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- Thyrza - 122/122 -


'Yes.'

Mrs. Ormonde bore the picture away. In a few minutes Egremont took his leave, and went to the hotel to which he had sent his travelling-bag from Brighton. It was long before he slept. He was thinking of a night a little more than a year ago, when he had walked by the shore and held debate with himself. . . .

On the following evening, shortly before sunset, Annabel and he walked on the short dry grass of the Down that rises to Beachy Head. There had been another day of supreme tranquillity, of blurred sunshine, of soothing autumnal warmth. And this was the crowning hour. The mist had drifted from the land and the sea; as the two continued their ascent, the view became lovelier. They regarded it, but spoke of other things.

'I have no wish to go back to America,' Egremont was saying, 'but, if I do, I shall very likely settle there for good. I don't think I am ideally adapted to a pursuit of that kind, but habit makes it quite tolerable.'

'What should you do if you remained in England?' Annabel asked, her voice implying no more than friendly interest.

'I might say that I don't know, but it wouldn't be true. I know well enough I should live the life of a student, and of a man who looks on contemporary things with an artistic interest, though he lacks the artistic power to use his observations. In time I should marry. I should have pleasure in my house, should make it as beautiful as might be, should gather a very few friends about me. I should not become morbid; the danger of that is over. Every opportunity I saw of helping those less fortunate than myself I should gladly seize; it is not impossible that I might seek opportunities, that I might found some institution--of quite commonplace aims, be assured. For instance, I should like to see other Homes like Mrs. Ormonde's; many women could conduct them, if the means were supplied. And so on.'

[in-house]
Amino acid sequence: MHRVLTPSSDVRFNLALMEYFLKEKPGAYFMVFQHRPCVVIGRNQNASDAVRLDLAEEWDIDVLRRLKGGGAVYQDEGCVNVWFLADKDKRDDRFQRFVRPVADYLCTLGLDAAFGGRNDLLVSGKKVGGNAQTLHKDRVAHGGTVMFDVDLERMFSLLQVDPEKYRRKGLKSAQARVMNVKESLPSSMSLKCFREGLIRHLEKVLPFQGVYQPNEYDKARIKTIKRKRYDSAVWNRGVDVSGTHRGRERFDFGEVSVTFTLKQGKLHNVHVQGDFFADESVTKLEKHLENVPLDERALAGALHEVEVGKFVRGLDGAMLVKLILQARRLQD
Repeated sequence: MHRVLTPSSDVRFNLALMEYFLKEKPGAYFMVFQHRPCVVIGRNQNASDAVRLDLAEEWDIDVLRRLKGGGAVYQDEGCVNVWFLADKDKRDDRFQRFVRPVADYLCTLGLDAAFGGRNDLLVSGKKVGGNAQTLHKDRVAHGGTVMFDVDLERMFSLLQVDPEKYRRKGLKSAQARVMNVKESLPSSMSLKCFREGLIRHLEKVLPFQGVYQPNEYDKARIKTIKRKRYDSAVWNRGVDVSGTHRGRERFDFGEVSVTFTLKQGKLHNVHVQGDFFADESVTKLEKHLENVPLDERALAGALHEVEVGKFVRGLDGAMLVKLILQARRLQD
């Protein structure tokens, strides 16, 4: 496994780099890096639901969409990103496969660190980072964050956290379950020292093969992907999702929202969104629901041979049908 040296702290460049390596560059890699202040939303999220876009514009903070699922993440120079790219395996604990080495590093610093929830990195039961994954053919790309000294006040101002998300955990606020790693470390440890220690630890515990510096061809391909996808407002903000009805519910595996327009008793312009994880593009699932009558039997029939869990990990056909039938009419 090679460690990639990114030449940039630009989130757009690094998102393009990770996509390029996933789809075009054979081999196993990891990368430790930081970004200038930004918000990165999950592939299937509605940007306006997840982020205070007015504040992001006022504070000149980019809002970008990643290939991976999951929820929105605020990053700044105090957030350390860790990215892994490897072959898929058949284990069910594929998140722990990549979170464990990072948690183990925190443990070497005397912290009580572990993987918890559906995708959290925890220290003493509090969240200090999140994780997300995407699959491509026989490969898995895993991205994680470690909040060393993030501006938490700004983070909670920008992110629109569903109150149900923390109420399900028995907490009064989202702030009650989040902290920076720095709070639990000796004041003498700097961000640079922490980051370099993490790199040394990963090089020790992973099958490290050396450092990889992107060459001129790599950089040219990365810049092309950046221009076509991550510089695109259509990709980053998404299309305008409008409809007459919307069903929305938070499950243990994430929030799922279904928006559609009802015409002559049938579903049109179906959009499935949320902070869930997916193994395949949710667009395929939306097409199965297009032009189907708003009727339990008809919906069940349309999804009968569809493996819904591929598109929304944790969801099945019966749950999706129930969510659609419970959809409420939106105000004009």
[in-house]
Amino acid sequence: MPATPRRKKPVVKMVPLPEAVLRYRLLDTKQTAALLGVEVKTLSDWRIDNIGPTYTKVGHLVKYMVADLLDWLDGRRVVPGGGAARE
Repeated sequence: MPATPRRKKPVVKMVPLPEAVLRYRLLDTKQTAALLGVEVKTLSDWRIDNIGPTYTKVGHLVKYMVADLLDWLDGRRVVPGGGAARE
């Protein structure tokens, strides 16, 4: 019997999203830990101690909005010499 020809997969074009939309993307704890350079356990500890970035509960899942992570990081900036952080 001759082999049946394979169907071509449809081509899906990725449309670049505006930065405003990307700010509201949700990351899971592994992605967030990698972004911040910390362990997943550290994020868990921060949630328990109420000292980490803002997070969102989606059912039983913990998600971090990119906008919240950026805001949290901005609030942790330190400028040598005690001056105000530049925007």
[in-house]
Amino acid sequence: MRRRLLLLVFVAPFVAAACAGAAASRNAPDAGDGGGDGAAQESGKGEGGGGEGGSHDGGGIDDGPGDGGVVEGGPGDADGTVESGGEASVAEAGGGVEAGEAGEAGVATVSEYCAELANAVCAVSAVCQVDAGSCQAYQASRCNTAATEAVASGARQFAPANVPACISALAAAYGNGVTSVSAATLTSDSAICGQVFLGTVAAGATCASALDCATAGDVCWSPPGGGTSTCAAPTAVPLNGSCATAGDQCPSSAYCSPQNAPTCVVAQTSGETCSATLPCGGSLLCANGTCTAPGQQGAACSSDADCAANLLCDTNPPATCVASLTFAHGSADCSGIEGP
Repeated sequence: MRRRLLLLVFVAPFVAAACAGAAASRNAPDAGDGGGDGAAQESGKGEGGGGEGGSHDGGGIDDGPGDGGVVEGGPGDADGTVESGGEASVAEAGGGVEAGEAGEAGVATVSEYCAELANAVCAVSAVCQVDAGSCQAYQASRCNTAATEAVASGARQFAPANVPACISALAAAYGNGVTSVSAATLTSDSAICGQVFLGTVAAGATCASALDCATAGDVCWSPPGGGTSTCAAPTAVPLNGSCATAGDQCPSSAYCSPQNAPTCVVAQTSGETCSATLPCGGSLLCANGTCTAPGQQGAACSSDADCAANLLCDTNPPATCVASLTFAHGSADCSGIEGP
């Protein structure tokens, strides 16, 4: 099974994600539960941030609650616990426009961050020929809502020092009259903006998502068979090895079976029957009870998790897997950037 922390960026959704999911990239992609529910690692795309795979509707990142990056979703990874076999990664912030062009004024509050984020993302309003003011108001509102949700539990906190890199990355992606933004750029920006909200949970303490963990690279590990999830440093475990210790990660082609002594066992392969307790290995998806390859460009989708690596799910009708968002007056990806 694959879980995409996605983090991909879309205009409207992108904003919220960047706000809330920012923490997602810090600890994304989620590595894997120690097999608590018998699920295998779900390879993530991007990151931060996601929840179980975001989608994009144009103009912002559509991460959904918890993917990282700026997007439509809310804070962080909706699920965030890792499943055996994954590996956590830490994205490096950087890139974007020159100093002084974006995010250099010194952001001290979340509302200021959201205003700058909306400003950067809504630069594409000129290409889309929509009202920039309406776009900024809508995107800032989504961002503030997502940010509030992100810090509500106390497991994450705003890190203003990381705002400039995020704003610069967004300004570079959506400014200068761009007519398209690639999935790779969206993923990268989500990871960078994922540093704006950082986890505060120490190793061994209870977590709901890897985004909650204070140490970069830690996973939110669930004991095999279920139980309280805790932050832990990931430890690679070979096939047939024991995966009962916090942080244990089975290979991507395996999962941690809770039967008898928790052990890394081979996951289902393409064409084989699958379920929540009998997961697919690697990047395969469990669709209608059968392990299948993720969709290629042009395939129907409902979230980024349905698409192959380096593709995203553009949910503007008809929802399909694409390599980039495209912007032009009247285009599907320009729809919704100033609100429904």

'Yes, that is all very reasonable. It lies with yourself to decide whether you might not have a breezier existence in America.'

'True. But not with myself to decide whether I remain here or go back again. I ask you to help me in determining that.'

Annabel stood as one who reflects gravely yet collectedly. Egremont fixed his eyes upon her, until she looked at him then his gaze questioned silently.

'Let us understand each other,' said Annabel. 'Do you say this because of anything that has been in the past?'

'Not _because_ of it; in continuance of it.'

'Yet we are both very different from what we were when that happened.'

'Both, I think. I do not speak now as I did then, yet the wish I have is far more real.'

They were more than half-way up the ascent; it was after sunset, and the mood of the season was changing.

The plain of Pevensey lay like a vision of fairyland, the colouring indescribably delicate, unreal; bands of dark green alternated with the palest and most translucent emeralds. The long stretch of the coast was a faint outline, yet so clear that every tongue of sand, every smallest headland was distinguishable. The sky that rested on the eastern semicircle of horizon was rather neutral tint than blue, and in it hung long clouds of the colour of faded daffodils. A glance overhead gave the reason of this wondrous effect of light; there, and away to the west, brooded a vast black storm-cloud, ragged at the edge, yet seeming motionless; the western sea was very night, its gloom intensified by one slip of silver shimmer, wherein a sail was revealed. The hillside immediately in front of those who stood here was so deeply shadowed that its contrast threw the vision of unearthly light into distance immeasurable. A wind was rising, but, though its low whistling sound was very audible, it seemed to be in the upper air; here scarcely a breath was felt.